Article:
The first session after the opening plenary was a blockbuster with representatives from 17-18 countries sharing the latest state of openness in their countries. The representatives were a mix of public officials, open data activists, NGO officials and citizens. Each had just 2 minutes to present a snapshot of the current state of open initiatives and achievements in their country. The practicality of the time limit created an energy around the global view of openness, as representatives tried to present their concerns and achievements in that small window of time.
Let me go back a bit before I present you the snapshot. Openness in this conversation was measured in terms of a few parameters, and I believe I should first tell you what they are.
1. Translation of ‘open’ data – What exactly does it mean to have ‘open’ data? OKFN has a excellent exposition on the same here. Data is open if it is available freely, without legal restrictions, is reproducible and reusable, is available in its raw form and is technologically open – which might entail it to be machine-readable. Neither should it require proprietary tools for access. All these conditions are imperative to kick-start open governance. Let me illustrate with an example.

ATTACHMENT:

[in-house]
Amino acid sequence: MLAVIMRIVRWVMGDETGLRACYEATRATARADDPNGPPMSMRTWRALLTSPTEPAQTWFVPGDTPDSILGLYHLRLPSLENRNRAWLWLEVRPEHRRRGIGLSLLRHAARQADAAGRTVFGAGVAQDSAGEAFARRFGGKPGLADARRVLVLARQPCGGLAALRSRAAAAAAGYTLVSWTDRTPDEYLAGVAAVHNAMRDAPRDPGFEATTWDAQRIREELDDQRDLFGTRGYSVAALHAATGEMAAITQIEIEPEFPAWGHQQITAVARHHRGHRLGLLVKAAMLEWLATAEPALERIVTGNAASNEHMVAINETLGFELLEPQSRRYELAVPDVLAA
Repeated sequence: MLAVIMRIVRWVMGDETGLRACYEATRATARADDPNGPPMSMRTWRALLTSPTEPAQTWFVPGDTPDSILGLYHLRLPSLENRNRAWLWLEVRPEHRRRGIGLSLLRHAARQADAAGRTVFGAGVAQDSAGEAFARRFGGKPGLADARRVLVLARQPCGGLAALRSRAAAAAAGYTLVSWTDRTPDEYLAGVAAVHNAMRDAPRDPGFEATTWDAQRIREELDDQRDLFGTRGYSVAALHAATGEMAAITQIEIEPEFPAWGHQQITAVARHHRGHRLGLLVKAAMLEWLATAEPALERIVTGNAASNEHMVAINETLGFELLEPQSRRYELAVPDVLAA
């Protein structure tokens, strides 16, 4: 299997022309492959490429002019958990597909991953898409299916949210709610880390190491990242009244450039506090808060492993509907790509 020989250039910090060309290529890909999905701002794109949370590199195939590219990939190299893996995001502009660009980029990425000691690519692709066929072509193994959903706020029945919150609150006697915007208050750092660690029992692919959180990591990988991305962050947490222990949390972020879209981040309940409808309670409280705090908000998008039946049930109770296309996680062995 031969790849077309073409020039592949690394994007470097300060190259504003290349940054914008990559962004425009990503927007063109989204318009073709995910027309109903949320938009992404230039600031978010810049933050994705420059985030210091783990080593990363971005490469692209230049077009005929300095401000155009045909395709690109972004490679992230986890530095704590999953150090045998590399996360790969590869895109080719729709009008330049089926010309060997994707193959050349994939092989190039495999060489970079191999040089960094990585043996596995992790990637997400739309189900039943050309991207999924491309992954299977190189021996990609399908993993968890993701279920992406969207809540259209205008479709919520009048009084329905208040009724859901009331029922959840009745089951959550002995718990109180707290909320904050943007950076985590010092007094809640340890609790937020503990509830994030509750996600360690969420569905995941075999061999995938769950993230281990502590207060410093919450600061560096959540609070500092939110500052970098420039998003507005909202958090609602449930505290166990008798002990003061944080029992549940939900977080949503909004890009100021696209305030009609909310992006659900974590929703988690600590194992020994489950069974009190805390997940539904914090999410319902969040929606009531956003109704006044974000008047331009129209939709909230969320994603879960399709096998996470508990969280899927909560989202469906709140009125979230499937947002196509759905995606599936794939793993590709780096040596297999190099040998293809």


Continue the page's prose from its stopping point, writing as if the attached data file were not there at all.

An activist in Israel talked about how ‘the black hole of legislation’ was dumping the ‘open’ data in unusable physical format in government files. The activist decided to scan all the pages and put it online and rallied a community to process it and make the data usable. Within 2 days, the government responded with an open data portal itself.
Here, even when the government had in theory made the data ‘open’, it was not available nor was it in a friendly format. The activist’s actions were geared towards making this open data available. The next process was of making the data ‘useful’. A PDF document is not useful, a spreadsheet is. So useful here means the ability of the file to be readily analysed and understood by either a human or an algorithm.
Much of the dialogue in the festival was centered around these three technical issues of open data – legally open, socially open and technologically open.
1. Open Government Partnership (OGP) participation – OGP participation entails a government to accept and implement an open government declaration; deliver a country action plan developed with public consultation; and commit to independent reporting on their progress going forward. 57 countries have participated in this initiative so far. Some countries are arguably doing more in this direction that others; notably Norway & UK. While some, like India, have chosen to walk away from participation. (India pulled out, apparently because of its discomfort with ‘independent review mechanism that might have ‘outsiders’ assessing the government’s progress.’ And even worse, as the South African representative pointed out, the secrecy bill of South Africa is a regression in the face of its OGP participation.